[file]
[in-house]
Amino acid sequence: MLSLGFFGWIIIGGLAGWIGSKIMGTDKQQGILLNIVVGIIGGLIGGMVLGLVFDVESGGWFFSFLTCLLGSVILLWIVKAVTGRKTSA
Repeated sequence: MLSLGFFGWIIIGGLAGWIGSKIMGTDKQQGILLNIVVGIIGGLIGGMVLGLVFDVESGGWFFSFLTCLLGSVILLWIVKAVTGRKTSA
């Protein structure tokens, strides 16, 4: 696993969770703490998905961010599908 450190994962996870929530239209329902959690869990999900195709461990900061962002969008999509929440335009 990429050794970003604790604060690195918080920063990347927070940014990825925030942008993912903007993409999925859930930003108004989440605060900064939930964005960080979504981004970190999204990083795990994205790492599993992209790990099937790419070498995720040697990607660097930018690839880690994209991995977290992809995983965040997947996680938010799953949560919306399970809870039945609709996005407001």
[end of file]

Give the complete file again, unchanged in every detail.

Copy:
[in-house]
Amino acid sequence: MLSLGFFGWIIIGGLAGWIGSKIMGTDKQQGILLNIVVGIIGGLIGGMVLGLVFDVESGGWFFSFLTCLLGSVILLWIVKAVTGRKTSA
Repeated sequence: MLSLGFFGWIIIGGLAGWIGSKIMGTDKQQGILLNIVVGIIGGLIGGMVLGLVFDVESGGWFFSFLTCLLGSVILLWIVKAVTGRKTSA
């Protein structure tokens, strides 16, 4: 696993969770703490998905961010599908 450190994962996870929530239209329902959690869990999900195709461990900061962002969008999509929440335009 990429050794970003604790604060690195918080920063990347927070940014990825925030942008993912903007993409999925859930930003108004989440605060900064939930964005960080979504981004970190999204990083795990994205790492599993992209790990099937790419070498995720040697990607660097930018690839880690994209991995977290992809995983965040997947996680938010799953949560919306399970809870039945609709996005407001």